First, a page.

Shutting it down?!? I knew it wasn’t 7:45 yet. What did they mean? Shutting what down? Just this obstacle?

No. Organizers had just halted the race, we were informed. It was too dark and too wet. The course had become unsafe. Volunteers held us at the tent and told us no one could proceed. Trucks were on the way to take us back. Several racers burst into tears that their day was over. Some were openly relieved at the same realization. One started swearing at the volunteers, demanding to be allowed to continue.

Would We Still Get Medals

But it was over. We stood shivering, swapping stories, laughing, all nervously wondering to ourselves to some degree what would happen next. My brother and another racer realized that they still had their wristbands, 33 obstacles in. They wouldn’t get the chance to go for a perfect 43. Would we still even get medals?

After that truck ride, we were allowed to climb the final slip wall and cross the finish line. Medals were draped over our necks, to the smattering of polite golf claps from the handful of spectators who had stayed, as crews and vendors hurriedly packed up their tents in the darkness. I don’t even think the emcees were still welcoming runners in over the microphone anymore. I was sore and exhausted, to be sure, but I knew I hadn’t run the full race. There were ten obstacles out there I never even got to see. It all felt empty. Hollow. Anticlimactic.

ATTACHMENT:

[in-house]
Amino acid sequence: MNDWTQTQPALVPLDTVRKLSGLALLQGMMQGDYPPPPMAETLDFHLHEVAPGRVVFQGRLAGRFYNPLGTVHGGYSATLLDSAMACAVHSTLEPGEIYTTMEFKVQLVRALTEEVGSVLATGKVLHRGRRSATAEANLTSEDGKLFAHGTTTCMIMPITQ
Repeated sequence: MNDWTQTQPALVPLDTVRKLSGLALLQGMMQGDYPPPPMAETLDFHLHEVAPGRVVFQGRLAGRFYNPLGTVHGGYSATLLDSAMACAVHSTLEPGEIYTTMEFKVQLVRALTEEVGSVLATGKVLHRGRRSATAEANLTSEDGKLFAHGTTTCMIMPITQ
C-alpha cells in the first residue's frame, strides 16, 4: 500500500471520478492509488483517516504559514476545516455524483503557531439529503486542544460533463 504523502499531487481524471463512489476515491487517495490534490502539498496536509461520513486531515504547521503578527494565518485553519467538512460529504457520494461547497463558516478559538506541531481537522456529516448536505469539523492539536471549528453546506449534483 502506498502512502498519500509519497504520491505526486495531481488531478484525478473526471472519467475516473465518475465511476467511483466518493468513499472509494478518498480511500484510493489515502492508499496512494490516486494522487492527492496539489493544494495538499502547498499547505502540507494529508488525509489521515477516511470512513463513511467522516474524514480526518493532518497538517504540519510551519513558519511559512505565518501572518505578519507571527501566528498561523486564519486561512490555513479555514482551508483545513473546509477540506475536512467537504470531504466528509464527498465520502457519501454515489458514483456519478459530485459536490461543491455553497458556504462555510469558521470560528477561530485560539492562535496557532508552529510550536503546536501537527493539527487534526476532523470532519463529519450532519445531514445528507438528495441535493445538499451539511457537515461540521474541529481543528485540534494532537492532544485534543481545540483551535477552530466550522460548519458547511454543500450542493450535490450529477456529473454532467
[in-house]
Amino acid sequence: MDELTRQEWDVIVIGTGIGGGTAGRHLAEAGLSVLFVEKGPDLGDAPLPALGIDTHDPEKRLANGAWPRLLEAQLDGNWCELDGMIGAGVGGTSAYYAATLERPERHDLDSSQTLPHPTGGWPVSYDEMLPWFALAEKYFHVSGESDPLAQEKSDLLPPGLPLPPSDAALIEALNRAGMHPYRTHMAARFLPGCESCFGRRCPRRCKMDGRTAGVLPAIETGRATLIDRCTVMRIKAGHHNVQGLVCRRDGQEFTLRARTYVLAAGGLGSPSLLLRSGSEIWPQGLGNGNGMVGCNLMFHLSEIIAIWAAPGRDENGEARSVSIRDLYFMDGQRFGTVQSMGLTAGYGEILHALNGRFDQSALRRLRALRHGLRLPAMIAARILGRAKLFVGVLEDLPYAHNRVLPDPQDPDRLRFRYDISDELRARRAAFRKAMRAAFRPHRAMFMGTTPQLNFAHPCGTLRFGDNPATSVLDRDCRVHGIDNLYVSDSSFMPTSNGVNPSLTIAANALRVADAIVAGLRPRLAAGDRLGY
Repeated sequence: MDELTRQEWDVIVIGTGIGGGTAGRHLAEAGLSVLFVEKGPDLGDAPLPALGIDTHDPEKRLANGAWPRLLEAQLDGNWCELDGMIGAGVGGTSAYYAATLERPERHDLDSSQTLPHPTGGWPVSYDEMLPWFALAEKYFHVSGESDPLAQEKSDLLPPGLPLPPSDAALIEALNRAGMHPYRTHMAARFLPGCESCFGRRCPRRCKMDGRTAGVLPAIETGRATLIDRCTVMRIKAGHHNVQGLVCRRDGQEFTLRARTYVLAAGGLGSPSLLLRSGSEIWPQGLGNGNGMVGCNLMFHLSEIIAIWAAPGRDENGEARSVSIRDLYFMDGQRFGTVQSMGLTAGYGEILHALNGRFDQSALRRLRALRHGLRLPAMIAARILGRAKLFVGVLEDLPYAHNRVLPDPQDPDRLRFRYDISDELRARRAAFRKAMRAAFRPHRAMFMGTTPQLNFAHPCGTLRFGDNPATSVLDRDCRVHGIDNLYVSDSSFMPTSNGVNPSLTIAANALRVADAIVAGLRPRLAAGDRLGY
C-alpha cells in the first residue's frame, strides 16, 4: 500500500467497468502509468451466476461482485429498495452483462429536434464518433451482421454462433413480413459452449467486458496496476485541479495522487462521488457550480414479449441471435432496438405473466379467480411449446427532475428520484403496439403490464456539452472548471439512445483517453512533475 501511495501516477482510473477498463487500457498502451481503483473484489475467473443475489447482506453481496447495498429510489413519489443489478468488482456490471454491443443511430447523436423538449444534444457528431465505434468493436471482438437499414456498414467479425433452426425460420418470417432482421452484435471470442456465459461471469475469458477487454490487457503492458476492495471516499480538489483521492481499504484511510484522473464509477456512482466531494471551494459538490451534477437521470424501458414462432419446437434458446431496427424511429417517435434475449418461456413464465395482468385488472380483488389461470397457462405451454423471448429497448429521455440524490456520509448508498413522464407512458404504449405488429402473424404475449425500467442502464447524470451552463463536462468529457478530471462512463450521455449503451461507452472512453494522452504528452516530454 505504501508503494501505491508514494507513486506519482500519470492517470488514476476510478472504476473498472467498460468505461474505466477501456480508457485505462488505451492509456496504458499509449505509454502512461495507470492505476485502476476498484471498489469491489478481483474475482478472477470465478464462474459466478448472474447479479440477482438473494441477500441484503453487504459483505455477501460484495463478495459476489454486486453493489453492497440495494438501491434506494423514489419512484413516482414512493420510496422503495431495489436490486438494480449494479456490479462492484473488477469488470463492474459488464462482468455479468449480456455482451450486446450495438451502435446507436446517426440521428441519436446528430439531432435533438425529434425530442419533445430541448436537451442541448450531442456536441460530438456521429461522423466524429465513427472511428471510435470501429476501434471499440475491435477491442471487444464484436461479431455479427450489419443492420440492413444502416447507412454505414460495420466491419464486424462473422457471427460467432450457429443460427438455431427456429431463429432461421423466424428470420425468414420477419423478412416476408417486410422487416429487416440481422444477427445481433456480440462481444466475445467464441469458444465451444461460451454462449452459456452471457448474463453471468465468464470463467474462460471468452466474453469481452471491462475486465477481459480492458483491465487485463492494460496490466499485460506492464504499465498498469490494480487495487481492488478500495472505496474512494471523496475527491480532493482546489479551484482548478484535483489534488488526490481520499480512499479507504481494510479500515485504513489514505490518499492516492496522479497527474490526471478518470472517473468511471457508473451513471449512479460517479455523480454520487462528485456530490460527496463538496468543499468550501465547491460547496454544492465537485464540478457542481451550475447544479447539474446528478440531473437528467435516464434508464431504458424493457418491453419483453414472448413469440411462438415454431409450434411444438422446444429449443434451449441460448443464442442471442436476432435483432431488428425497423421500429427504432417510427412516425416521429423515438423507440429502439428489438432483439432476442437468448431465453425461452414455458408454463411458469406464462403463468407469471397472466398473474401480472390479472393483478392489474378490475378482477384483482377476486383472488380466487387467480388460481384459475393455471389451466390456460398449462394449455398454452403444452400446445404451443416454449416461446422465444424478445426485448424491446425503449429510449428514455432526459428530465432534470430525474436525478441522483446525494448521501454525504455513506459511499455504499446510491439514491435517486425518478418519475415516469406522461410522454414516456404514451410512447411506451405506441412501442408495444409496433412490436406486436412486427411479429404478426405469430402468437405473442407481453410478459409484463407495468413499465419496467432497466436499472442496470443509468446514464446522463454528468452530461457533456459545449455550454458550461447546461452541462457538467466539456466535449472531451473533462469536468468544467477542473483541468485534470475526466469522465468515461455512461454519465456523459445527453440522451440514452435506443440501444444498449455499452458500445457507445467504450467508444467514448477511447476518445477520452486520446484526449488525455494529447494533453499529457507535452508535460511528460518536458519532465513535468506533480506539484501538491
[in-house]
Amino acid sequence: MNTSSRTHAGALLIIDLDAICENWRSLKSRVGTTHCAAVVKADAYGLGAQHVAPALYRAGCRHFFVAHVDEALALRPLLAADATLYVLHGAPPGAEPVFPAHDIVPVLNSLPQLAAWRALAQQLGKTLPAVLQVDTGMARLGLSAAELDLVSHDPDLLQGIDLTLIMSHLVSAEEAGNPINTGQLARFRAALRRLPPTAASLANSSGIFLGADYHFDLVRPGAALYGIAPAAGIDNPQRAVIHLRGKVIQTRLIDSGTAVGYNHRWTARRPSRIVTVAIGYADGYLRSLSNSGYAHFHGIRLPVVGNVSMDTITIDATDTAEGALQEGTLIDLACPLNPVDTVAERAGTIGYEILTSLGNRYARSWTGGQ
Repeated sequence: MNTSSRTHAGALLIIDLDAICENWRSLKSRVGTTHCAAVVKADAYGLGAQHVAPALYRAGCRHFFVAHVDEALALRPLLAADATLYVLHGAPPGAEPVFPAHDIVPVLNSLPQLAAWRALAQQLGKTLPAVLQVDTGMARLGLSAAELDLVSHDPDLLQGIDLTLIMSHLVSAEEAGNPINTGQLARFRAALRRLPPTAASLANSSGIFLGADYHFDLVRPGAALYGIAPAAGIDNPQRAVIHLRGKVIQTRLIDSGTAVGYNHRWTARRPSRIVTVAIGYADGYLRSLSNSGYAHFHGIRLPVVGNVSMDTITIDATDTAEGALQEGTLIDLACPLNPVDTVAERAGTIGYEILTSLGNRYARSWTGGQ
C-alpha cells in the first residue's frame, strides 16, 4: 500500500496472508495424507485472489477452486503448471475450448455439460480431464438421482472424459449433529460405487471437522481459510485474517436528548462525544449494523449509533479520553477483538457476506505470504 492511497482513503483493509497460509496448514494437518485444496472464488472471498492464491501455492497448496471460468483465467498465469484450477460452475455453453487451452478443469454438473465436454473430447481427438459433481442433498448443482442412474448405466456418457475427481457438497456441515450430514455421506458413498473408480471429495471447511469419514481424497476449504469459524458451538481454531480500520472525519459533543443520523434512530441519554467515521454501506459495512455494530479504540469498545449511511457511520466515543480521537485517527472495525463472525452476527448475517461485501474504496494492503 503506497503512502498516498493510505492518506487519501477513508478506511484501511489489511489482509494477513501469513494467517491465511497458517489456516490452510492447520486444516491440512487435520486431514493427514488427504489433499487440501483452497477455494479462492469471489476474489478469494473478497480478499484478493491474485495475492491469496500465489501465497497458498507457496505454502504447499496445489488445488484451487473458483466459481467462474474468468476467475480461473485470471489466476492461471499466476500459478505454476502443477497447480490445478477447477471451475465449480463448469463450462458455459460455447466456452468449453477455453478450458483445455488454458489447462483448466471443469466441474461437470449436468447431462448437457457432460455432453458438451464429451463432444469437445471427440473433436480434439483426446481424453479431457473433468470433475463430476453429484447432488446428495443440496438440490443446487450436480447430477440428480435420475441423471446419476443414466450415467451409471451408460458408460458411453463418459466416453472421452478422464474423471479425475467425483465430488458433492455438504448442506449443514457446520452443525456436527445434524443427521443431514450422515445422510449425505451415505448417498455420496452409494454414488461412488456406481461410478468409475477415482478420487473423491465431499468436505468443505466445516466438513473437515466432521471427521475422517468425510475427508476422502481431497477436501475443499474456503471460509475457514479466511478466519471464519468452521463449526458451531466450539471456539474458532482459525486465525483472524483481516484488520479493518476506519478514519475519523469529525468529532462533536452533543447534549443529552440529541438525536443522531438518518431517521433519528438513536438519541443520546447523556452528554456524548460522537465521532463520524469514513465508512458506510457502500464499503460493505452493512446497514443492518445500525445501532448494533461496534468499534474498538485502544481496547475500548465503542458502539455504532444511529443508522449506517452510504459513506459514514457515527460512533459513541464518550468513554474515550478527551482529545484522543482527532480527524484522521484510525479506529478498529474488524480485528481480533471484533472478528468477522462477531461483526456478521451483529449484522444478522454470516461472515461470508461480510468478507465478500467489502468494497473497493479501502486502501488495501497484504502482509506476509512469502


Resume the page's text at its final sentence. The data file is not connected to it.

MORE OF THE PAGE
I don’t begrudge the OCRWC organizers for calling the race when they did. Conditions on top of the mountain were no longer safe for racing. That was obvious, even to the angry guy screaming that he’d promise not to hold anyone liable if he hurt himself by continuing on. There’s nothing anyone can do about the weather; that’s an inherent roll of the dice with any outdoor event.

It Feels Like A Hollow Victory